Friday, July 15, 2011

The Demon-Haunted World

In Carl Sagan's New York Time's bestseller The Demon-Haunted World, Sagan challenges his readers to be more skeptic and investigate the scientific method. Throughout the book Sagan explains the difference between science and pseudoscience with multiple arguments and examples that leaves the reader only wanting more information. He covers a large variety of topics from UFO visitations and crop circles to hallucinations and reality. In doing so, Sagan motivates people to use critical thinking when thinking of these topics and how they relate to science. Sagan only wants his readers to truly understand that if the questions and ideas that they pose can't be explained with valid science then they are in need of much more research and experimentation. In the book Sagan also disputes the education system in the United States and compares it to other systems around the world. Sagan emphasizes the importance of science in education and states that if we don't take action now and encourage future generations to take it more seriously the future of our entire nation is at risk.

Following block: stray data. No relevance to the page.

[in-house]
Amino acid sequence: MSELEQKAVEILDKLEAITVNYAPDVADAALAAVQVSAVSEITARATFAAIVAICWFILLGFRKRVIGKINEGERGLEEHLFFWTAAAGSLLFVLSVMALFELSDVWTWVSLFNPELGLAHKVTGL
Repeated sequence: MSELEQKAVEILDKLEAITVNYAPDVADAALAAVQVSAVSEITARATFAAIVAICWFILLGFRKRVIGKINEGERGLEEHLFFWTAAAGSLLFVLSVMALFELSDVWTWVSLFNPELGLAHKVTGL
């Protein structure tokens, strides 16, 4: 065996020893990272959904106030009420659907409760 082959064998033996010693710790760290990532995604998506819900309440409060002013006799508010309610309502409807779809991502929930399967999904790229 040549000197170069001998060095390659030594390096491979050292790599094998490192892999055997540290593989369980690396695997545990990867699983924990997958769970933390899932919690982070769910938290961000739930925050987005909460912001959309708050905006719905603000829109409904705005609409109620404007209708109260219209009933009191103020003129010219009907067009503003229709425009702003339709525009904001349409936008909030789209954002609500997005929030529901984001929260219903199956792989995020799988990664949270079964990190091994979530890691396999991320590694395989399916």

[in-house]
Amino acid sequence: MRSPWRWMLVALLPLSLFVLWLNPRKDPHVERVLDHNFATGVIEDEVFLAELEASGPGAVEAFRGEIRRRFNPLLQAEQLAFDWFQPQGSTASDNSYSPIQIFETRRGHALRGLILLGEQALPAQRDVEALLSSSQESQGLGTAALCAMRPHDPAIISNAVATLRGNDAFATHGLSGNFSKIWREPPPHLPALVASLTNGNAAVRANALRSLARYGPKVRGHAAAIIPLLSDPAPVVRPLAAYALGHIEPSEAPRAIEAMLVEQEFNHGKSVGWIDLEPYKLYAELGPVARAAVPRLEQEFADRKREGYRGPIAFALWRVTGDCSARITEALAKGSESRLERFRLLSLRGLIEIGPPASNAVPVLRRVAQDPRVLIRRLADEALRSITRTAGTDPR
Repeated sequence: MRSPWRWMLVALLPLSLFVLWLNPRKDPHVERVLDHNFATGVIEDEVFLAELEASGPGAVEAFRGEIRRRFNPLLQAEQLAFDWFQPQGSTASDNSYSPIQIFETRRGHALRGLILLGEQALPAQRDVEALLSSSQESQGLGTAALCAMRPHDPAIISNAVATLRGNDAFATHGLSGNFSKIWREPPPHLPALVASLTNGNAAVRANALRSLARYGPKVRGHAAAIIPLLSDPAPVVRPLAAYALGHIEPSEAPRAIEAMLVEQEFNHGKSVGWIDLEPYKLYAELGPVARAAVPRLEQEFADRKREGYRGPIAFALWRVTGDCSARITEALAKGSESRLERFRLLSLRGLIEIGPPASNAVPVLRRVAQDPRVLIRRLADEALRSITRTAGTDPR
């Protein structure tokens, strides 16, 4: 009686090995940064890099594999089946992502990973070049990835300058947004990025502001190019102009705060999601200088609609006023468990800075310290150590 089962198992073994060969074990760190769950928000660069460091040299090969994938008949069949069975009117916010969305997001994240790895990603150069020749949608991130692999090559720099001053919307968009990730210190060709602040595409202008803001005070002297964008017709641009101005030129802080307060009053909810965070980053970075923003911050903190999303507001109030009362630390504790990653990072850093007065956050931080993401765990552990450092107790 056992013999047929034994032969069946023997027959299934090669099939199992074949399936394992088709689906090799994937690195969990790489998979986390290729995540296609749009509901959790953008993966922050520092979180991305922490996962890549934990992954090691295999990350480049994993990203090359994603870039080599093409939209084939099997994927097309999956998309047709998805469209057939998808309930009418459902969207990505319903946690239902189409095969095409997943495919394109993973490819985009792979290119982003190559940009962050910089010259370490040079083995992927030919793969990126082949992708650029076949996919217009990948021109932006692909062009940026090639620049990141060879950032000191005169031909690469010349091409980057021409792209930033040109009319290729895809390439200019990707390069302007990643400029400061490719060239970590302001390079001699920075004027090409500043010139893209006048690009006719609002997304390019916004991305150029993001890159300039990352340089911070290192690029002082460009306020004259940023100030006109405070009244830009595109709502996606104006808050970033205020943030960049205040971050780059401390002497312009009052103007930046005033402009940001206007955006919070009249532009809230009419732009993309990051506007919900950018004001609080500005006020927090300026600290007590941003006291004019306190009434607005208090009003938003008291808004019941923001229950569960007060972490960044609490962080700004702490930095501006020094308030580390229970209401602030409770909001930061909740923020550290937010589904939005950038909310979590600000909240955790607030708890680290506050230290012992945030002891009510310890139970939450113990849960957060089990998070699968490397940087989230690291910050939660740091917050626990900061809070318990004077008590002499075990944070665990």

Here I have a video of Sagan discussing his book:

My favorite part of Sagan's book is his argument for the improvement of our education system. I took a class last semester titled Schools of the Future in which we heavily debated the areas of improvement needed in our education system if we are to compete with other leading nations in the future. Sagan's arguments in this book, written nearly 15 years ago, only proves that our education system is in dire need of improvement and has been for some time. In the book, Sagan points out the importance of a fundamental skill needed in life: reading. He discusses the story of Frederick Douglass, a man born into slavery that, while enslaved, learns to read and escapes to freedom to become a social reformer and writer. This story of Douglass points out the importance of an education and what can achieve with one.

Sagan's book heavily relates to this class because he speaks about many of the topics that our discussed in out text Scientific Perspectives on Pseudoscience and the Paranormal. Sagan addresses these topics and explains that there is no valid science to back them up. Although he uses science as a way to distinguish between what is real and what isn't, Sagan is always quick to say that although there is no scientific evidence to back up some of these arguments now, that does not mean that they are not possible and one day there is a possibility that science may explain them.

This is such a good read and I would highly recommend it to anyone interested in science and pseudoscience. I originally wanted to read James Randi's book for this report but came upon this first. I have no regrets what so ever and have already lent the book out to a friend. Job well done, Carl Sagan.

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